The restaurant is run by a Greek family, and they serve basic, authentic Greek dishes. Which means this is not a good restaurant for someone allergic to cheese, or who doesn't like garlic, or who insists on fancy plating. If you're still with me, read on...
The restaurant is hidden in Yet Another Uninspired Strip Mall, but once inside, the place is cozy and homey and casual. It reminds me of the restaurants I've been to in Greece that catered to the locals, and not the "fancied up" ones designed to bring in the tourists. They have seating outside, but the decor inside is so charming -- at least, considering that they're in a strip mall -- that I like sitting inside. They have a couple of TVs (which I normally hate), but they only show beautiful photos of Greece, which helps rather than distracts from the decor. The photos are so beautiful that some of our friends, who had only been to Athens (which is great in its own way, but not exactly teeming with natural beauty), were wonder-struck and began talking about another trip to see the more rural parts of the country.
First, to demystify the process: Pick your own table. You can grab a menu to look over your choices while your other friends arrive, but eventually you have to go to the counter, order, and pay. (Don't forget to tip the nice servers while you're there.) You get your own fountain drinks, but they bring you everything else. Each dish comes out as soon as it's ready, which can be a little chaotic with a large group, but hey, you're at a Greek restaurant: relax and go with the flow. The service is quick and everyone there is very, very nice.
For first-timers, or anyone with a larger group, I'd suggest the Greek Island Variety Platter. It comes with hummus, melitzanosalata, dolmades, pita bread, tzadziki, spanokopita, feta cheese, and some olives. The only odd thing is that it comes with three dolmades, three pieces of spanokopita, and three pieces of feta. Which is perfect if you have exactly three people. Which we never do. Ah, well.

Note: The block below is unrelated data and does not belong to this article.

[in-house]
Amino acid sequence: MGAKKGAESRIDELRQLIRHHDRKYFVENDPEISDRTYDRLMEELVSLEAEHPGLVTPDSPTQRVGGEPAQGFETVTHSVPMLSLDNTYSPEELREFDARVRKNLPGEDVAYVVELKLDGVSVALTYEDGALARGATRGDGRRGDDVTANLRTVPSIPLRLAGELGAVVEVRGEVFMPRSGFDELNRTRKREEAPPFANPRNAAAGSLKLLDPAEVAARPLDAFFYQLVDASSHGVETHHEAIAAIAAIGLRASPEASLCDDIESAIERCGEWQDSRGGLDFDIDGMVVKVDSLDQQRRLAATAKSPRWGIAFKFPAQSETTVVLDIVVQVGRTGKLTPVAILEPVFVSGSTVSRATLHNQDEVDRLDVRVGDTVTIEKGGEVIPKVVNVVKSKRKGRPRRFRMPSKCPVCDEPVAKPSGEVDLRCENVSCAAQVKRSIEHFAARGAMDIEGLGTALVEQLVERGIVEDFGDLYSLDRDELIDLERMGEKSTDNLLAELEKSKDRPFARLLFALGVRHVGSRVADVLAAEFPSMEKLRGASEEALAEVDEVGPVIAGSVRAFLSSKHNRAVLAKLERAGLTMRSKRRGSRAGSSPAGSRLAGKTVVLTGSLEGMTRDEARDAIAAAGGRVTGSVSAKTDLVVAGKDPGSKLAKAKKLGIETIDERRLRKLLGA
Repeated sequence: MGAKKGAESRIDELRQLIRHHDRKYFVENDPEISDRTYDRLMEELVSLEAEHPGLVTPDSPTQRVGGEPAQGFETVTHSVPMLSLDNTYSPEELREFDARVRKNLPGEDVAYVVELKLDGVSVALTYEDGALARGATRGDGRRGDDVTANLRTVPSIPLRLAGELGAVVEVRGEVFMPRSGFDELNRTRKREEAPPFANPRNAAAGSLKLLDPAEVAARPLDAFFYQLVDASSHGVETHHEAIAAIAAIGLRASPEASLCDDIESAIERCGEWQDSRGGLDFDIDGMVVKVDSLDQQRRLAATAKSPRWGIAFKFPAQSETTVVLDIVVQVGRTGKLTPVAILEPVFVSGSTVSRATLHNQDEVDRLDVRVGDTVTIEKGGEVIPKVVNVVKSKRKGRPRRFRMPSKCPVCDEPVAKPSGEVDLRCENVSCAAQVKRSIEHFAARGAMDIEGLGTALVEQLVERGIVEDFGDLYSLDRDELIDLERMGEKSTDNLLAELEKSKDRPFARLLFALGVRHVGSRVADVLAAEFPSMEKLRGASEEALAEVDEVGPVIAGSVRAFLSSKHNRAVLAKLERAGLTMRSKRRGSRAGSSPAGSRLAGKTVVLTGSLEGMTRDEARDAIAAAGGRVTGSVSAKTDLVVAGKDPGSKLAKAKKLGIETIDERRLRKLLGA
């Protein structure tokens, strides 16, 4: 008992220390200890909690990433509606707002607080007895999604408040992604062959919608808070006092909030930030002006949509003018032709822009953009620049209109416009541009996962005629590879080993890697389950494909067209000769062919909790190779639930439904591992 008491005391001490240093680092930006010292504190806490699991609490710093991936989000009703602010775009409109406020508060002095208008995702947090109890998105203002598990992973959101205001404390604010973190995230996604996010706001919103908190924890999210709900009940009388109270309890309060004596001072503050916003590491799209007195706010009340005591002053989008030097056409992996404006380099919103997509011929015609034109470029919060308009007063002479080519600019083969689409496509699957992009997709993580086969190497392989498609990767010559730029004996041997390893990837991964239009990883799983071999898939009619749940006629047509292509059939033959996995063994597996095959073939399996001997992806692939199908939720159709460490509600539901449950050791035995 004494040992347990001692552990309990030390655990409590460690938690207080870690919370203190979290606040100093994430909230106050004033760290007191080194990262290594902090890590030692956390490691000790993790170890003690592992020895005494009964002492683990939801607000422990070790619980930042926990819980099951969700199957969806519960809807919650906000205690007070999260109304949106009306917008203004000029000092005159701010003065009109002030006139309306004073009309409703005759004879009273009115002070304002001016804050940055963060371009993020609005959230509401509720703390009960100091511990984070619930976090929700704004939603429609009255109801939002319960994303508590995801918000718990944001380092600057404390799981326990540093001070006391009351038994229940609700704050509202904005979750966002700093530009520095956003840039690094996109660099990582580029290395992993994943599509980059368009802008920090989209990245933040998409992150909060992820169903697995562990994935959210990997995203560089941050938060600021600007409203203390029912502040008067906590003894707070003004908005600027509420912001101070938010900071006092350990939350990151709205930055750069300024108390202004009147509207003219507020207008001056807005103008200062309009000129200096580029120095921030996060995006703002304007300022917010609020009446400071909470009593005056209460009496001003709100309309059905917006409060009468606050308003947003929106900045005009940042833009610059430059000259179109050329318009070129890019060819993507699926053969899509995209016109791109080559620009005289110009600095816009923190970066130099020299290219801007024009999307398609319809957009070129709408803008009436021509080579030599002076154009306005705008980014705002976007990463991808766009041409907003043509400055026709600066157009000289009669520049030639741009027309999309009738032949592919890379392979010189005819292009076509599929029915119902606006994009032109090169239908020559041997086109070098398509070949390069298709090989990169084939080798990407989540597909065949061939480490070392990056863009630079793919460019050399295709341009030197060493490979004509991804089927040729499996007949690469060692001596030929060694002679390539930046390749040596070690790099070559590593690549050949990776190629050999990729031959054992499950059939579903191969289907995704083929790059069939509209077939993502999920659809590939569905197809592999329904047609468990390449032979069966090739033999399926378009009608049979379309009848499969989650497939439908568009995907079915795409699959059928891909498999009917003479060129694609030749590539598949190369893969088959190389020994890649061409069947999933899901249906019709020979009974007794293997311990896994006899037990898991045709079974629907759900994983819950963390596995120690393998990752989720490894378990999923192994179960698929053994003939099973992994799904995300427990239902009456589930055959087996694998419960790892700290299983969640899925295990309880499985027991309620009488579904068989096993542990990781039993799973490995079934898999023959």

My favorite of these appetizers is the melitzanosalata, which is an eggplant "salad" but is a far cry from the babaganouj I've tried and mostly disliked: the chunks of eggplant are juicy rather than slimy, roasted to give a wonderful smoky flavor. It's also chunky, mixed in with garlic, parsley, onions, and bits of roasted red pepper.
The hummus is good too, and also chunky; it has just the right amount of garlic and herbs, with tiny bits of what look like tomato but are actually roasted red pepper. I like the tzadziki too: it's sufficiently tart and garlicky. I'd normally put more cucumber in mine, but I eat theirs with zero complaints.
I love the pita bread here -- it's thick and soft on the inside and just a bit crispy on the outside, usually still warm from the oven, and sprinkled with a bit of cheese and herbs. The problem with the platter is that it doesn't come with enough pita bread for the sheer volume of dips; no problem, get another basket of delicious pita bread for 92 cents. Heck get two or three more baskets and take some home (it tastes almost as good the next day warmed up in the toaster oven).
The dolmades (stuffed grape leaves) are very simple, as they contain nothing but rice and herbs, but they have a pleasant vinegary flavor to them and a nice bite. I'm known to be especially picky about my dolmades, and these aren't my favorite style, but I happily eat them when offered.